The evidence in this investigation would not support a finding of an unlawful shooting which would be a crime under the California Penal Code as a homicide or assault committed by Officer Shadwell. At the time of the shooting Officer Shadwell was appropriately attempting to contact Shaham, who had been demonstrating unusual, unbalanced and likely suicidal behavior. When contacted by Officer Shadwell, Shaham had armed himself with a knife and was actively demonstrating that the blade was available to him for offensive use as he continually moved it from a mostly closed to an open position and back. During their contact Officer Shadwell retreated and Mr. Shaham advanced, while being warned repeatedly to stop, drop the knife, and not advance. Approximately 13 seconds after getting completely out of his car, Shaham had advanced himself into a position where he could have run toward Officer Shadwell and stabbed him within as little as one second. He also could have thrown the knife at Officer Shadwell with virtually no warning. These possibilities put Officer Shadwell in imminent harm of great bodily injury or death. Furthermore, Officer Shadwell had no opportunity for retreat without taking his eyes off of the armed stranger in extremely close proximity to him. According to his statement, Officer Shadwell knew that it would take “no time” for Shaham to get to him from that distance. He believed and was afraid that Shaham was going to try to kill him. He discharged his firearm to stop that threat.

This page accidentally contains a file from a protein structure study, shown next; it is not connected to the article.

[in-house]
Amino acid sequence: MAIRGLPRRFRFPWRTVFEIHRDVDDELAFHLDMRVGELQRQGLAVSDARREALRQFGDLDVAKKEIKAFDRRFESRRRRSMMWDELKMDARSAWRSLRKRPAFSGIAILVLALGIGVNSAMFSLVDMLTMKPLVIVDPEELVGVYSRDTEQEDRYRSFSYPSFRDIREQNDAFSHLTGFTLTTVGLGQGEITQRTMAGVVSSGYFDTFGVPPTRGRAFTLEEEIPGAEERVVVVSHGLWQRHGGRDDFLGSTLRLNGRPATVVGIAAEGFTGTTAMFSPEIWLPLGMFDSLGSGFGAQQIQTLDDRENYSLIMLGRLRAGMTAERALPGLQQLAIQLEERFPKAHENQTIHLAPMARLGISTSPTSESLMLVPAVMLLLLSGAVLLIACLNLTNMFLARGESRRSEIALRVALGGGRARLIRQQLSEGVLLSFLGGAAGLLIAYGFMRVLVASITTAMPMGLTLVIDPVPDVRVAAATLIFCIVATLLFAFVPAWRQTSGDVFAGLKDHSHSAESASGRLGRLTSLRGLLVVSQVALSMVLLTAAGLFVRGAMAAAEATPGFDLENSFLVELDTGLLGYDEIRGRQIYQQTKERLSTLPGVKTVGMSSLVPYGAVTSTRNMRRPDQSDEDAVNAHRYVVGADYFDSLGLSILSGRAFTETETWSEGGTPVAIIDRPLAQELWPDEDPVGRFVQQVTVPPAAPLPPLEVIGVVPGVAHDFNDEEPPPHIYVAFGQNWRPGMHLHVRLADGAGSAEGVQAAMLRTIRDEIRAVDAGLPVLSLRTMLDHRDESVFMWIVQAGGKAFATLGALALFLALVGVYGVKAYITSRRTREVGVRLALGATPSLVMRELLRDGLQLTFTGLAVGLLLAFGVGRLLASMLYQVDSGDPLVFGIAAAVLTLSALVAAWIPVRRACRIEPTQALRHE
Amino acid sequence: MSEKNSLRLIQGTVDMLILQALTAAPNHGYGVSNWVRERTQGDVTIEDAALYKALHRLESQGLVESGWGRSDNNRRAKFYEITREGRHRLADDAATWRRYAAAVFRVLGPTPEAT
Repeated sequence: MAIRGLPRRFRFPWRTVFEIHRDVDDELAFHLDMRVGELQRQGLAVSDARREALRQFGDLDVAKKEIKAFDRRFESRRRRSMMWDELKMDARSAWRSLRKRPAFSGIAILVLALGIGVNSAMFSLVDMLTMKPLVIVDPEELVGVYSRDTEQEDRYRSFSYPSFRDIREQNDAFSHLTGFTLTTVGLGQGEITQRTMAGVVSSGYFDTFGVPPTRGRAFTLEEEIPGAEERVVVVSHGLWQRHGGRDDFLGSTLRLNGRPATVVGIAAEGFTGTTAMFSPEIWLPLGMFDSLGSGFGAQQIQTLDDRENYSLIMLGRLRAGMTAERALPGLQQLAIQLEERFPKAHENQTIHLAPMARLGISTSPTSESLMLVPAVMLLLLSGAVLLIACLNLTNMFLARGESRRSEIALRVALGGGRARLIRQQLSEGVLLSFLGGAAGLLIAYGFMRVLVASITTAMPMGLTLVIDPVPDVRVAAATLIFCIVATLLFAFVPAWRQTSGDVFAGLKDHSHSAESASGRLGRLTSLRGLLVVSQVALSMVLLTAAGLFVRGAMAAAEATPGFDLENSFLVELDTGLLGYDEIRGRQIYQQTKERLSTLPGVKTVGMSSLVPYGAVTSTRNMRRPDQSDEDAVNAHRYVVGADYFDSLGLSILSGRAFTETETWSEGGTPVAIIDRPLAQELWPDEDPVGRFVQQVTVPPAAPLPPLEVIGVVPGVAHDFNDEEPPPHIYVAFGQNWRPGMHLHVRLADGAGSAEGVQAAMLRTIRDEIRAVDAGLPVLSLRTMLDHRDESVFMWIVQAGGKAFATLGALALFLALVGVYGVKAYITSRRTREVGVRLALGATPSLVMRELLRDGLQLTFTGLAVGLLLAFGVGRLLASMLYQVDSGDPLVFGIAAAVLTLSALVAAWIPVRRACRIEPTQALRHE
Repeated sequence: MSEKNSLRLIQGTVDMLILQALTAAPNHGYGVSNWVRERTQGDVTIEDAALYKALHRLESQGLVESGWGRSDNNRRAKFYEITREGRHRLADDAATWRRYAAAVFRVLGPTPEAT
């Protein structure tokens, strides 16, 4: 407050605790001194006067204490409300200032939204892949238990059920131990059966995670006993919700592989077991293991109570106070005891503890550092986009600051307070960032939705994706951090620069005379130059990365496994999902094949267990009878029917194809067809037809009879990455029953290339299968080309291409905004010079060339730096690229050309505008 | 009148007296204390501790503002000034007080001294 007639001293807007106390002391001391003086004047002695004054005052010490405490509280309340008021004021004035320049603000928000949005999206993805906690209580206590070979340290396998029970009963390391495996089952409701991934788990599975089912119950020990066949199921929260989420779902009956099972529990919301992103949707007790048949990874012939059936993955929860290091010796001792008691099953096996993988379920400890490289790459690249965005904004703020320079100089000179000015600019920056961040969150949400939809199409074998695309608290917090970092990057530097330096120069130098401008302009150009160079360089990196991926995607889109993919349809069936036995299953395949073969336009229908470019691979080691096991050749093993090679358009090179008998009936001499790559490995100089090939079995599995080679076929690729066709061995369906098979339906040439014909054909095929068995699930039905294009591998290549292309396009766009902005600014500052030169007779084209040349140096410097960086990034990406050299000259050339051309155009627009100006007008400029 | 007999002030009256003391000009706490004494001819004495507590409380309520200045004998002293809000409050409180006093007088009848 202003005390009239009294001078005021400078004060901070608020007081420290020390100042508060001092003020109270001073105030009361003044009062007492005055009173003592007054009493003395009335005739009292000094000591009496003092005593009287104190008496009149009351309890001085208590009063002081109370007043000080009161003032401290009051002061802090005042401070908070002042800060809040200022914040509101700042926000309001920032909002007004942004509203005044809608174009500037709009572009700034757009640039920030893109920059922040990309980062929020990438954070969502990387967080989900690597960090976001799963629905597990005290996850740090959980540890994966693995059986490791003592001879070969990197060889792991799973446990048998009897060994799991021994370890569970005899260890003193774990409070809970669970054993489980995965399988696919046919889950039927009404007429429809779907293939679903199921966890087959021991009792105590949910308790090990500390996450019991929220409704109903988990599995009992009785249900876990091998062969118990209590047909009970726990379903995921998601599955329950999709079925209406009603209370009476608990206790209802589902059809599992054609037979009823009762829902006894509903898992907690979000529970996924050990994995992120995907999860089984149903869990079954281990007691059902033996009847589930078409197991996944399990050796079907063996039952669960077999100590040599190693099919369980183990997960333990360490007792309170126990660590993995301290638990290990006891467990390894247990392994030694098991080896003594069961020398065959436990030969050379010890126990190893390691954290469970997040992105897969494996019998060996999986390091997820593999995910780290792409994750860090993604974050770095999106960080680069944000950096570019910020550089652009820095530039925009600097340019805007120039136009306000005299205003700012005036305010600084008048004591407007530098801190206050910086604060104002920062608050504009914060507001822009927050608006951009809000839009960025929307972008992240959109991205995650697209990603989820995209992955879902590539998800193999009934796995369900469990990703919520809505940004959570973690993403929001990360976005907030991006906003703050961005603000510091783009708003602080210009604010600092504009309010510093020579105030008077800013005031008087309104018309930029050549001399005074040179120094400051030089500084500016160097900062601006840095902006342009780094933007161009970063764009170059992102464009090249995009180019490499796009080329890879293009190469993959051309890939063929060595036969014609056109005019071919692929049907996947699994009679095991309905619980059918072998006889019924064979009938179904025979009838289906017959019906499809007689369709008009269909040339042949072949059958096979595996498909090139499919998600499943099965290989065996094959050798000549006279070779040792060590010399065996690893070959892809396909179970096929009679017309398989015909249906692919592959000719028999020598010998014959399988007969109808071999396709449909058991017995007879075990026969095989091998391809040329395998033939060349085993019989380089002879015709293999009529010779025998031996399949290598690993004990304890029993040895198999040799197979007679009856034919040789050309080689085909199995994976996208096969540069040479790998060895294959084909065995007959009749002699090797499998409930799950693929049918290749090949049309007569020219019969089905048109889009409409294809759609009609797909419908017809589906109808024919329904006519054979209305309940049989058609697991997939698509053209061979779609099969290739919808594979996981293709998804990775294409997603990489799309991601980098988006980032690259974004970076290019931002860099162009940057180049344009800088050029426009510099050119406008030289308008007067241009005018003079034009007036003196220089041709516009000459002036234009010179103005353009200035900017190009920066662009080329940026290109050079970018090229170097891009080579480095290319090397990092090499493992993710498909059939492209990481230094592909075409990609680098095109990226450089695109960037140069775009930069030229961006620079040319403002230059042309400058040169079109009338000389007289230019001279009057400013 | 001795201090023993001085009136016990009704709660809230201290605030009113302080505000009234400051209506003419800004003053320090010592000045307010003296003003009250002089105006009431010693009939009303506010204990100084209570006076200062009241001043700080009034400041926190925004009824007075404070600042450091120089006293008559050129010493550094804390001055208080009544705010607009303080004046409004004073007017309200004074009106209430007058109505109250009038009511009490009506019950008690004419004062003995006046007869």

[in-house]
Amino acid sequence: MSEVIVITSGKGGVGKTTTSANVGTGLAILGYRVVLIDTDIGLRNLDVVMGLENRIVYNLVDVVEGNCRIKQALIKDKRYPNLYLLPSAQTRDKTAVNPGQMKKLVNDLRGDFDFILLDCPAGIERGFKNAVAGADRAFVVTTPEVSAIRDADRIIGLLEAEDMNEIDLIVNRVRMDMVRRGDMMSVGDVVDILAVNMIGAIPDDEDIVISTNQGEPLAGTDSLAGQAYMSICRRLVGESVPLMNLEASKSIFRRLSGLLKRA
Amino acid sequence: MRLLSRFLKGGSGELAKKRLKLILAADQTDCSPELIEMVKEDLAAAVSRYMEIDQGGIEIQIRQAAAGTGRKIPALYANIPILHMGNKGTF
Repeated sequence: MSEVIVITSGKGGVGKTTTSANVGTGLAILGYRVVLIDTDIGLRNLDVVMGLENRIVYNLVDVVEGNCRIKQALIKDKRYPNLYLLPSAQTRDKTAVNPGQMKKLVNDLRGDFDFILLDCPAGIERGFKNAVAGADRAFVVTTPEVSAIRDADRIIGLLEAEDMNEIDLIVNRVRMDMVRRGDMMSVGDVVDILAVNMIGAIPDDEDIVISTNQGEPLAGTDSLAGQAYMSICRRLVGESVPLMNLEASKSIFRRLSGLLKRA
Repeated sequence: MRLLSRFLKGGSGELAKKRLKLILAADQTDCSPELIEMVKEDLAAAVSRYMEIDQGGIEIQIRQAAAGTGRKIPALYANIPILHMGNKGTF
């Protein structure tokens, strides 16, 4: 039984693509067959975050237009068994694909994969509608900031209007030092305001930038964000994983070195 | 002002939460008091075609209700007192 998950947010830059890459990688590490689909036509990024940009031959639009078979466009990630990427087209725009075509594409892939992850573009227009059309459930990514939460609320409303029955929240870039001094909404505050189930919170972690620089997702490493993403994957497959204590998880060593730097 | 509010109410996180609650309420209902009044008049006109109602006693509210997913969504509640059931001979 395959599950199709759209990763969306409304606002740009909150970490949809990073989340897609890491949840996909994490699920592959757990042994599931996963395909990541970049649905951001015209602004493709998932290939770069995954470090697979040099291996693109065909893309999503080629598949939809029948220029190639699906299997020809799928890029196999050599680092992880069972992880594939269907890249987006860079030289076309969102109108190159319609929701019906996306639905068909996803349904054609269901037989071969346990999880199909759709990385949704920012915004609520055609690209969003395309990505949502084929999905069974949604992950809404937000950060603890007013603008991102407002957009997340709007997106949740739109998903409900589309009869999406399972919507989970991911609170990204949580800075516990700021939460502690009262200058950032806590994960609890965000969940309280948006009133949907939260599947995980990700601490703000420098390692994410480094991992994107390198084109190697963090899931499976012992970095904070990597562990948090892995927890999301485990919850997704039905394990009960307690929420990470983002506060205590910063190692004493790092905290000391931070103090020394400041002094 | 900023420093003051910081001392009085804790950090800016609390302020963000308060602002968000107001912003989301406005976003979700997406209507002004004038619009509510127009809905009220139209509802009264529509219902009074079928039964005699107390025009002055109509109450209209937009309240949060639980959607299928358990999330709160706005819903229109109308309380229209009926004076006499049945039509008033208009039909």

The evidence adduced during the investigation manifests that this behavior by Mr. Shaham was likely a purposeful act of suicide. The investigation revealed the following: Shaham had attempted suicide at least twice previously, June 4th was the anniversary of his father’s death, he had a diagnosed mental illness of a potentially significant nature, and he was manifesting behavior on the overpass that led several drivers to suspect an imminent suicide attempt. With that prelude it is likely that Shaham chose, upon being re-contacted by Officer Shadwell, to put the officer in a position where the officer had no choice but to use deadly force in self-defense. When Officer Shadwell came to his window Shaham did not speak. He displayed the knife menacingly, got out of the car without being asked, continued to display the knife in a position
ready for action, and advanced upon the officer-all while being repeatedly wamed 2 to
discontinue each of these behaviors. It is impossible to know how far Shaham would have gone to effect his suicidal ideation had he not been fired upon.
Furthermore, the evidence does not contradict a finding of an objectively reasonable application of the rules of self-defense. Shaham’ s extremely unbalanced and likely suicidal behavior aside, the deadly force used by Officer Shadwell is justified by Shaham’s actions in the 24 seconds that precede the discharge of Officer Shadwell’ s firearm. Regardless of his intention, Shaham advanced on Officer Shadwell with a deadly weapon-leaving his own vehicle to do so-and achieved a position from which he could launch an imminent, deadly attack. The strong inference of Office Shadwell’s right to use deadly force in self-defense at that moment could not be effectively rebutted or overcome in criminal court.
Accordingly, Officer Shadwell is discharged and cleared from criminal liability in this matter.
This concludes the inquiry into whether Officer Shadwell will face criminal charges in Siskiyou County for this incident. I wish him well after his tragic involvement with Mr. Shaham. I also wish the loved ones of Mr. Shaham well and express condolences to all involved.
KIRK. ANDRUS DISTRICT ATTORNEY